Democratic senator: Scholarships do not adequately compensate college athletes

Democratic senator: Scholarships do not adequately compensate college athletes
© Stefani Reynolds

Scholarships extended to college athletes are not adequate forms of compensation because the education provided is often sub-par, according to a new report from Sen. Chris MurphyChristopher (Chris) Scott MurphyCongress barrels toward debt cliff End the practice of hitting children in public schools Public option fades with little outcry from progressives MORE (D-Conn.).

“The argument people always make against compensating college athletes is that their compensation is the education they receive. But what if they’re getting cheated out of that opportunity and not really receiving an education?” Murphy said in a statement Thursday.


The higher education system frequently “robs these athletes of their shot at a real education” through academic fraud, unworkable schedules or being forced into “easy pass” coursework, according to the report, Murphy's second on the topic.

“The NCAA is broken, but many universities are at fault as well. Student-athletes should get an actual chance to be students, rather than treated as money-making commodities,” Murphy added.

The report takes aim at the NCAA’s Graduation Success Rate, a standard the association developed in 2002 to assess the percentage of student-athletes who graduate. The measurement incorporates the high rate of athletes who transfer during their collegiate career.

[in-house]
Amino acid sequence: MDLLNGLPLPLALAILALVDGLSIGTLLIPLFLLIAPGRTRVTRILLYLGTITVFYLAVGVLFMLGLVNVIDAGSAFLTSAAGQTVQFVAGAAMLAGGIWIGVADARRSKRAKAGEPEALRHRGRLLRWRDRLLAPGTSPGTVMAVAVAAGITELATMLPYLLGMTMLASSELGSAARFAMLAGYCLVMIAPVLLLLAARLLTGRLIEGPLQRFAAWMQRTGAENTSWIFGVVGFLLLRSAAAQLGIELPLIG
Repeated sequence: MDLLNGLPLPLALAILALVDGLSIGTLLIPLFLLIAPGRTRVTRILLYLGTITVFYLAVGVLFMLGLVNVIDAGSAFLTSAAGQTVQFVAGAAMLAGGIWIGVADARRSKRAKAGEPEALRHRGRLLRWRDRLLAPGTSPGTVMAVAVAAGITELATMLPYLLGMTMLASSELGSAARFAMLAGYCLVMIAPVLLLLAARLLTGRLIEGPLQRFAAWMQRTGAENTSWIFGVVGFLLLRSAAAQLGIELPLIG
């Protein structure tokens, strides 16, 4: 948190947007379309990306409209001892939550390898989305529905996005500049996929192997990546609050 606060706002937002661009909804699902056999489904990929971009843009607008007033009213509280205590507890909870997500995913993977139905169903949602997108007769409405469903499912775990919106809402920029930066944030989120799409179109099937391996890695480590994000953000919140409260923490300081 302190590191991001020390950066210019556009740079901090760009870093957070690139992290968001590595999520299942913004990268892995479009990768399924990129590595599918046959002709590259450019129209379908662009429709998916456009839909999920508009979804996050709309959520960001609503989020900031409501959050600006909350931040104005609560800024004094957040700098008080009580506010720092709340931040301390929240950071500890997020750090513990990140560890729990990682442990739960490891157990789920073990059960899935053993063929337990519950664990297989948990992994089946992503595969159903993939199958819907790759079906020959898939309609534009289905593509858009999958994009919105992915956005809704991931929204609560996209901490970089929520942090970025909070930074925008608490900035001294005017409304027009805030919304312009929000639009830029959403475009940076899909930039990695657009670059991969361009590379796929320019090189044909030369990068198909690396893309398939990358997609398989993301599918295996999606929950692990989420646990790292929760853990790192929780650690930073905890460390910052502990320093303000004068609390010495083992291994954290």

However, according to the report, the measure inflates the success rate by counting when athletes transfer schools in good academic standing but not always tracking their success at the next school. The report found that while more than 23,000 athletes transferred in good standing, the NCAA only accounted for about 8,000 who went on to enroll in different schools.

In other words, the report states, about 15,000 students either dropped out or did not return as athletes.

“These athletes did not graduate, but the numbers account for them as if they did — painting an inflated picture of academic success,” the report states.

The NCAA did not immediately respond to a request for comment.

The report is the second in “Madness Inc.,” a series on student athletes from Murphy’s office that began in March. The first one called for student athletes to be compensated, outlining how the NCAA enriches nearly everyone else involved in its operations.

“The NCAA needs to come up with a way to compensate student-athletes, at least in the sports that demand the most time and make the most money. It's an issue of fairness. It's an issue of civil rights,” Murphy said in March.